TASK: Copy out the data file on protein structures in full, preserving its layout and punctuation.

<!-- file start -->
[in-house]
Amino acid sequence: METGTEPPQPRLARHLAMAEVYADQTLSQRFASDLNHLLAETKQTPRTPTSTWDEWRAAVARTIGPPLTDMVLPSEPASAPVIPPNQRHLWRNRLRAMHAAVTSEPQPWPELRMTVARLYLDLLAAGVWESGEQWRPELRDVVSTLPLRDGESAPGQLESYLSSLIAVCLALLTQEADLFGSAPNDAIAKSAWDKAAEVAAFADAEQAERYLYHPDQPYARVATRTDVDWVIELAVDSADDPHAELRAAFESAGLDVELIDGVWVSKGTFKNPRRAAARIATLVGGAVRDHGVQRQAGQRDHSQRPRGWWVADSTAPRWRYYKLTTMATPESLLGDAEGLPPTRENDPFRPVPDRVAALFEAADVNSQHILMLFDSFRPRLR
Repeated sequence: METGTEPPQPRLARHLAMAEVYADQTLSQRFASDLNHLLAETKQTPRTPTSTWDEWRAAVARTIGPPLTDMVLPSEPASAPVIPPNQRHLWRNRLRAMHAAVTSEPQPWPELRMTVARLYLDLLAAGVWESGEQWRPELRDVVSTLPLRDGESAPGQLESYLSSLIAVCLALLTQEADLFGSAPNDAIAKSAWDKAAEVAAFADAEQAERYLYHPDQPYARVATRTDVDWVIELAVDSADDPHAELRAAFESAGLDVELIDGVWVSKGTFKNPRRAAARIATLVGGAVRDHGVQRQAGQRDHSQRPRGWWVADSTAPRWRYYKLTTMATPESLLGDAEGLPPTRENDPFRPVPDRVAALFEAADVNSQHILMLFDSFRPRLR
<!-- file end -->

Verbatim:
[in-house]
Amino acid sequence: METGTEPPQPRLARHLAMAEVYADQTLSQRFASDLNHLLAETKQTPRTPTSTWDEWRAAVARTIGPPLTDMVLPSEPASAPVIPPNQRHLWRNRLRAMHAAVTSEPQPWPELRMTVARLYLDLLAAGVWESGEQWRPELRDVVSTLPLRDGESAPGQLESYLSSLIAVCLALLTQEADLFGSAPNDAIAKSAWDKAAEVAAFADAEQAERYLYHPDQPYARVATRTDVDWVIELAVDSADDPHAELRAAFESAGLDVELIDGVWVSKGTFKNPRRAAARIATLVGGAVRDHGVQRQAGQRDHSQRPRGWWVADSTAPRWRYYKLTTMATPESLLGDAEGLPPTRENDPFRPVPDRVAALFEAADVNSQHILMLFDSFRPRLR
Repeated sequence: METGTEPPQPRLARHLAMAEVYADQTLSQRFASDLNHLLAETKQTPRTPTSTWDEWRAAVARTIGPPLTDMVLPSEPASAPVIPPNQRHLWRNRLRAMHAAVTSEPQPWPELRMTVARLYLDLLAAGVWESGEQWRPELRDVVSTLPLRDGESAPGQLESYLSSLIAVCLALLTQEADLFGSAPNDAIAKSAWDKAAEVAAFADAEQAERYLYHPDQPYARVATRTDVDWVIELAVDSADDPHAELRAAFESAGLDVELIDGVWVSKGTFKNPRRAAARIATLVGGAVRDHGVQRQAGQRDHSQRPRGWWVADSTAPRWRYYKLTTMATPESLLGDAEGLPPTRENDPFRPVPDRVAALFEAADVNSQHILMLFDSFRPRLR